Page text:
Irish farmgate beef prices have started to move in recent weeks, with the R3 steer now at €3.90/kg (ex-VAT).

However, they remain completely adrift of Britain on the equivalent of €4.75/kg and the North on the equivalent of €4.75/kg for the R3 steer.

This means that a typical Irish R3 steer is worth between €300 and €350 per head less than its UK counterpart.

The Irish steer price has pulled ahead of the EU average R3 young bull price of €3.77/kg.

In the world’s top three beef-exporting nations, Australia is well in front on the equivalent of €4.30/kg, the US is on €3.57/kg and Brazil is on the equivalent of €3.09/kg.

Two-tier sheepmeat price

Sheepmeat prices in the EU are ranging between €7.50/kg and €7.58/kg, but Australia and New Zealand are well behind on the equivalent of €4.90/kg and €3.98/kg respectively.

Sheepmeat supply is low in both countries and sustained growth in demand from China means they are also sending less to the EU and UK.

Chinese imports continue to grow

Results for the first quarter of Chinese meat imports show sustained growth across all categories when compared with the previous two years.

Beef imports reached 617,000t for the first quarter, up from 513,171t for the same period in 2020 and almost double the first quarter of 2019 when it was 311,446t.

Sheepmeat imports for Q1 were 123,460t, up from 99,378t in Q1 last year, which was just ahead of the 98,130t in 2019.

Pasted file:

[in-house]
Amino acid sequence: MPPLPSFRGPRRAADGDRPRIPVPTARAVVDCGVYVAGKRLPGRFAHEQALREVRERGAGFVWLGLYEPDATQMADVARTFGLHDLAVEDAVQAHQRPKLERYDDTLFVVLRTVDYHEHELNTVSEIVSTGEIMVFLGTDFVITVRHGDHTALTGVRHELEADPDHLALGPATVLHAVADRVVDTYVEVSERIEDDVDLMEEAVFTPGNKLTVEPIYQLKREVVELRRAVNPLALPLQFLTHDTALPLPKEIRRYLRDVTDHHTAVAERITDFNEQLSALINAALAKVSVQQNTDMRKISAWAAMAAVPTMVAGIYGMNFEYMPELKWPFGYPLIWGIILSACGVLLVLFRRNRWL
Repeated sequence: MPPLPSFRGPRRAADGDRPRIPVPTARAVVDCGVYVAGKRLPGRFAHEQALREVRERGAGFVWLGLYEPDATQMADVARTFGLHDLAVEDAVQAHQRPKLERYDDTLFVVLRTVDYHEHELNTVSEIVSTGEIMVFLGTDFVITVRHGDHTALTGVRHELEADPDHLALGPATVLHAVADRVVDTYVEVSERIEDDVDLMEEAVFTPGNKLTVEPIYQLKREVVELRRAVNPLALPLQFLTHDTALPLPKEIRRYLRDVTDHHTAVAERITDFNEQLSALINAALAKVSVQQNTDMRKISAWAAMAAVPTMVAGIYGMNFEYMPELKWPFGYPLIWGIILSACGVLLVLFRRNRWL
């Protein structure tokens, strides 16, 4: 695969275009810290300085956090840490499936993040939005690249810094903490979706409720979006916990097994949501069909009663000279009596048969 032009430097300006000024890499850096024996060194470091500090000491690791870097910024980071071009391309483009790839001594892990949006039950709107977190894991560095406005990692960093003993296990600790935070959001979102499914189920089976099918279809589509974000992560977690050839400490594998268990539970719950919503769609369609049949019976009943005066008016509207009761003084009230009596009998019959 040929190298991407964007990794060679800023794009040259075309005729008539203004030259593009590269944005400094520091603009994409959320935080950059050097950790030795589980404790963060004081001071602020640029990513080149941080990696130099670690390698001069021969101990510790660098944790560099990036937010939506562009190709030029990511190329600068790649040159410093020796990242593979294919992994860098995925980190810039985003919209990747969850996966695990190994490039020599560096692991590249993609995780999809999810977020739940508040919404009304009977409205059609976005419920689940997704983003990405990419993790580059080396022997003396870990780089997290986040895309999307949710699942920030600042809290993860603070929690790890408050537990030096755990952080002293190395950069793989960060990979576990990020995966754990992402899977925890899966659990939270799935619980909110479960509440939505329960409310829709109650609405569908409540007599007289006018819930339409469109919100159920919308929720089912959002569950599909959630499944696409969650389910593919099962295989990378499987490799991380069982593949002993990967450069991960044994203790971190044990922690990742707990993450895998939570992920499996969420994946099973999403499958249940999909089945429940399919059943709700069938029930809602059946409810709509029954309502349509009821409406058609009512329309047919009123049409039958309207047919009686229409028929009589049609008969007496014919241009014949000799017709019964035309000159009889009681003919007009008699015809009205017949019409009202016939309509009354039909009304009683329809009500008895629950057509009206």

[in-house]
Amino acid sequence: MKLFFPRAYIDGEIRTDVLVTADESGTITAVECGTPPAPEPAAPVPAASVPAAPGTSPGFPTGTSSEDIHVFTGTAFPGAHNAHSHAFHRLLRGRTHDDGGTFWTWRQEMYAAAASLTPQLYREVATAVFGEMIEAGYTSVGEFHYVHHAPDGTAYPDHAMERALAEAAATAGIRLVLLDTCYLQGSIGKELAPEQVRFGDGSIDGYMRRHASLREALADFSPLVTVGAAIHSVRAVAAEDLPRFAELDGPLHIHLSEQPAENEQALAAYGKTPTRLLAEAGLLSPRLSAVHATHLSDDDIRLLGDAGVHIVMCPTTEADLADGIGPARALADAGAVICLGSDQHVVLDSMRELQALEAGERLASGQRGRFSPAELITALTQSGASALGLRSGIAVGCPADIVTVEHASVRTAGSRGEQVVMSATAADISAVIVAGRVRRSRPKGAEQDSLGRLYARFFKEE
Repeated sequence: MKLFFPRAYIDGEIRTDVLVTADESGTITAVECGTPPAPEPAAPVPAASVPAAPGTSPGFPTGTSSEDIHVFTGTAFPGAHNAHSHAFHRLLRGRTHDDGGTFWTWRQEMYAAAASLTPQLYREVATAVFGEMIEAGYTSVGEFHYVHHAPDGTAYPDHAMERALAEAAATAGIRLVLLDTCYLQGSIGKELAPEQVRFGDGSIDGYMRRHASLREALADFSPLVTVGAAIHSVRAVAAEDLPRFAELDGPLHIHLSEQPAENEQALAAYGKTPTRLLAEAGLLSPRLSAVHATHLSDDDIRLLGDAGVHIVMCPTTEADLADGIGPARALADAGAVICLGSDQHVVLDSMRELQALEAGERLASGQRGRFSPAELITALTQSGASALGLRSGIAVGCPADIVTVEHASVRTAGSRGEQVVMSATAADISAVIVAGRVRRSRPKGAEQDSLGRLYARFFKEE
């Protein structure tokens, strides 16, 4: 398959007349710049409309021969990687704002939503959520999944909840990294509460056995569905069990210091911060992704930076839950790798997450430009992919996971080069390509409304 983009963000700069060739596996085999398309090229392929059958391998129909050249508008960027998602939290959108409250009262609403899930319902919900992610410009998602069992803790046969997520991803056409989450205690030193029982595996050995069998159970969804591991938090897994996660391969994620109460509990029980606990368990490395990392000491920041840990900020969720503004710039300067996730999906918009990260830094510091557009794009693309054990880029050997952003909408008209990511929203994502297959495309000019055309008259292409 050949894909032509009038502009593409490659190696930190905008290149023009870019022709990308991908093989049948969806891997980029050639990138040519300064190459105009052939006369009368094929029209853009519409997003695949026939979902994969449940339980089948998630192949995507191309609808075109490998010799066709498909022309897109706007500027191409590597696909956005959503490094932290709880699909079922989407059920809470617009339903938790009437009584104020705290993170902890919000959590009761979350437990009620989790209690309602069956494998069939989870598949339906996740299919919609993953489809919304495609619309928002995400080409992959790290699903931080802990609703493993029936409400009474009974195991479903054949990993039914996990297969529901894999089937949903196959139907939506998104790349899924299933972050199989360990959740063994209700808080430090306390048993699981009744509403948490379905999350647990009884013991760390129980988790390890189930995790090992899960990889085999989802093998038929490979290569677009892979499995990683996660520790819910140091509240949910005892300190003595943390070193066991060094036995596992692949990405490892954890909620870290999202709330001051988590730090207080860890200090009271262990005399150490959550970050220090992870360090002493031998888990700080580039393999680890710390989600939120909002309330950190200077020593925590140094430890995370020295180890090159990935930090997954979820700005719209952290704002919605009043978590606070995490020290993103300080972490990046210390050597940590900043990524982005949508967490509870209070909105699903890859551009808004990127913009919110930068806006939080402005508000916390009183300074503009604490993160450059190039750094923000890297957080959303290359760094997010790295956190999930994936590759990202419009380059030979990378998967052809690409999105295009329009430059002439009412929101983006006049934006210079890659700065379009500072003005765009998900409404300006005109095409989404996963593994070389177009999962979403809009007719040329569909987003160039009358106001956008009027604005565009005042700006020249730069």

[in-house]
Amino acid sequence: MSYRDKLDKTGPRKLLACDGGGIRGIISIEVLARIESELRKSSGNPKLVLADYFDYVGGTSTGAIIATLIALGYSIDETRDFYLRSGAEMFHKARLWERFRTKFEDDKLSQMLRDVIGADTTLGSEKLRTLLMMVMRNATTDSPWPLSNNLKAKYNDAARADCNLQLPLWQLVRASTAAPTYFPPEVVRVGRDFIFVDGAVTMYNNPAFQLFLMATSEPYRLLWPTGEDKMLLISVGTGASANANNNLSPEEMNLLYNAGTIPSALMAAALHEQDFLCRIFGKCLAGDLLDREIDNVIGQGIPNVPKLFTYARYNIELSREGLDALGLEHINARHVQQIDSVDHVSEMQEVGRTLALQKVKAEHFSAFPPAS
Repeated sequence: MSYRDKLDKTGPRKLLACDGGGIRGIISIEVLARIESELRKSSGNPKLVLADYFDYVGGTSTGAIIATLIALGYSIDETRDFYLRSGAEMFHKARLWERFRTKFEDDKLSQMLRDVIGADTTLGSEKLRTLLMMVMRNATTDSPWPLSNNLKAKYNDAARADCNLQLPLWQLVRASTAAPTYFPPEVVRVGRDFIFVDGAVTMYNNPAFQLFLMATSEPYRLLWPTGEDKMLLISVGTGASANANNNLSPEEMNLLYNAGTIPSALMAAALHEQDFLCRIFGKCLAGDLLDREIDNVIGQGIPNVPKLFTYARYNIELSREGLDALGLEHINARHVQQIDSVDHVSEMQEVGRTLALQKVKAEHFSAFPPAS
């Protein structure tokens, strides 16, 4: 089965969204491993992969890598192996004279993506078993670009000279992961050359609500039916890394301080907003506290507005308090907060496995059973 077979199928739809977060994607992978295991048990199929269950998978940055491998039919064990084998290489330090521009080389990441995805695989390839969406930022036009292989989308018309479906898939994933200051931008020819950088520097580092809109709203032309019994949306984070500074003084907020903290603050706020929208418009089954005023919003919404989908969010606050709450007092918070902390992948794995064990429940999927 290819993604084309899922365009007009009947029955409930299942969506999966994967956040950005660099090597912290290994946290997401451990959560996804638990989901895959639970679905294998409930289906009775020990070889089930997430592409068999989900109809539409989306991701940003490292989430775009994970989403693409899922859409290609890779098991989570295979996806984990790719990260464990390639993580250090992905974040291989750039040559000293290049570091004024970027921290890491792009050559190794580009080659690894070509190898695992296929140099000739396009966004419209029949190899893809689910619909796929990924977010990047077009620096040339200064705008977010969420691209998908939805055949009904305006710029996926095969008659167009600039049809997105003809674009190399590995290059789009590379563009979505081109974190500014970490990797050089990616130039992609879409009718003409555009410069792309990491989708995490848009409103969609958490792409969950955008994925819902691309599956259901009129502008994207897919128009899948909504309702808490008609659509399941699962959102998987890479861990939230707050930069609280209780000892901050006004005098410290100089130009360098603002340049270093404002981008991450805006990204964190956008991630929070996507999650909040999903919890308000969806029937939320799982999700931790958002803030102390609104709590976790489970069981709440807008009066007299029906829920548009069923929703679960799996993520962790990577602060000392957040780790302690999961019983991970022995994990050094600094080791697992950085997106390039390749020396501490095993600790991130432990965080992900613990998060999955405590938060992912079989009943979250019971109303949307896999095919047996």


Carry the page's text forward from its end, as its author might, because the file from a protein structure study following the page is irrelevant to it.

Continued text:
Pigmeat imports also continue to increase and were 1.140m tonnes in the first quarter, compared with 927,917t in the first quarter of 2020.

This had been almost a threefold increase on the 334,259t imported in Q1 2019.

Brazil on top

Brazil is the biggest beef supplier to China by a distance, accounting for 241,000t in Q1 2021, up from 181,427t in the same period last year, and which was more than double the 73,671t it supplied in Q1 2019.

It is also the second-largest supplier of pigmeat in the first quarter of 2021 on 121,210t, a fourfold increase on the same period in 2019.

Irish pigmeat exports to China are also increasing, with 20,252t imported in the first quarter, compared with 16,140t in the same period last year.

Sheepmeat imports have also continued to grow, despite tighter supplies in both Australia and New Zealand.

Between them, they supplied 116,759t, 95% of the sheepmeat imported by China in Q1.

This has meant New Zealand supplies to the UK and EU have declined further and is a big part of the explanation for strong Irish prices in recent weeks.

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